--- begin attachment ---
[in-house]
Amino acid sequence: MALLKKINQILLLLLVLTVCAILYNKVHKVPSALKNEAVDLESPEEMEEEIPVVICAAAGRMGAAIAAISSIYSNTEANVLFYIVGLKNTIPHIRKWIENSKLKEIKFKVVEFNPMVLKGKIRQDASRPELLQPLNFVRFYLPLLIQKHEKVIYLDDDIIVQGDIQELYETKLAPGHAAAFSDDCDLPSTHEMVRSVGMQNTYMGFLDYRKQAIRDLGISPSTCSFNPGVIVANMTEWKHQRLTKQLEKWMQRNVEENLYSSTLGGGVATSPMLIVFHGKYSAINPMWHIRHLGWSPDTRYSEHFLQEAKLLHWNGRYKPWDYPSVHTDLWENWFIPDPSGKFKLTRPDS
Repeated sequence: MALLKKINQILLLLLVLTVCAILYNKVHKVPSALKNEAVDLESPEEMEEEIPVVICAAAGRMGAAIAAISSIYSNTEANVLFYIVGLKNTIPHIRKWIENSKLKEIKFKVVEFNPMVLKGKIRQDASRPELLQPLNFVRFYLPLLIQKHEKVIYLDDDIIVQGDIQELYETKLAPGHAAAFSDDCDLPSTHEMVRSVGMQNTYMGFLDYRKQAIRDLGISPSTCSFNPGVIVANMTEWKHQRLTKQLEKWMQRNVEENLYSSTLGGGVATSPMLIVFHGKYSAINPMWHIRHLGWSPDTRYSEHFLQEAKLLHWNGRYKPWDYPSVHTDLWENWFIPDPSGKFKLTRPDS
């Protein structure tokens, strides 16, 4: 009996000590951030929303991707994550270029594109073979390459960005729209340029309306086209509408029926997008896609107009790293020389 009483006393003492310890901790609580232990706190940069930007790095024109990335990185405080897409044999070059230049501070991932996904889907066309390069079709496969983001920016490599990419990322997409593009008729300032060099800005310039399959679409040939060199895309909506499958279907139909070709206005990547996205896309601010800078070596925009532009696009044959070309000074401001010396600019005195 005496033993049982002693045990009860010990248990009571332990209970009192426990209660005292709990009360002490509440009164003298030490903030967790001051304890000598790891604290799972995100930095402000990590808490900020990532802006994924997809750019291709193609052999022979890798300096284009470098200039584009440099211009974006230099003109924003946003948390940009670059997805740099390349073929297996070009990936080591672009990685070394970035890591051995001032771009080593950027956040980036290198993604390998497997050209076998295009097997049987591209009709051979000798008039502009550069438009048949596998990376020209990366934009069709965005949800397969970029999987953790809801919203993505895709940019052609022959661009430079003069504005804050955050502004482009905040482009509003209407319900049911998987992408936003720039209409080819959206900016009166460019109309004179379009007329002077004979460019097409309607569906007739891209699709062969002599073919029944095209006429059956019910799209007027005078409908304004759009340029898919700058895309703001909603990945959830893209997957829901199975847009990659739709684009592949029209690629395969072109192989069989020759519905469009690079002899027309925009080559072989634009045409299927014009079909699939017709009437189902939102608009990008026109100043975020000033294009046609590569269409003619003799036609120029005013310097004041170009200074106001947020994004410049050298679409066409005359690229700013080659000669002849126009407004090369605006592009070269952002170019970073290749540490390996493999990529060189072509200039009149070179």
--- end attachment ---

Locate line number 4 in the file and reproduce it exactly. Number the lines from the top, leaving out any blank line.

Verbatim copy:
């Protein structure tokens, strides 16, 4: 009996000590951030929303991707994550270029594109073979390459960005729209340029309306086209509408029926997008896609107009790293020389 009483006393003492310890901790609580232990706190940069930007790095024109990335990185405080897409044999070059230049501070991932996904889907066309390069079709496969983001920016490599990419990322997409593009008729300032060099800005310039399959679409040939060199895309909506499958279907139909070709206005990547996205896309601010800078070596925009532009696009044959070309000074401001010396600019005195 005496033993049982002693045990009860010990248990009571332990209970009192426990209660005292709990009360002490509440009164003298030490903030967790001051304890000598790891604290799972995100930095402000990590808490900020990532802006994924997809750019291709193609052999022979890798300096284009470098200039584009440099211009974006230099003109924003946003948390940009670059997805740099390349073929297996070009990936080591672009990685070394970035890591051995001032771009080593950027956040980036290198993604390998497997050209076998295009097997049987591209009709051979000798008039502009550069438009048949596998990376020209990366934009069709965005949800397969970029999987953790809801919203993505895709940019052609022959661009430079003069504005804050955050502004482009905040482009509003209407319900049911998987992408936003720039209409080819959206900016009166460019109309004179379009007329002077004979460019097409309607569906007739891209699709062969002599073919029944095209006429059956019910799209007027005078409908304004759009340029898919700058895309703001909603990945959830893209997957829901199975847009990659739709684009592949029209690629395969072109192989069989020759519905469009690079002899027309925009080559072989634009045409299927014009079909699939017709009437189902939102608009990008026109100043975020000033294009046609590569269409003619003799036609120029005013310097004041170009200074106001947020994004410049050298679409066409005359690229700013080659000669002849126009407004090369605006592009070269952002170019970073290749540490390996493999990529060189072509200039009149070179």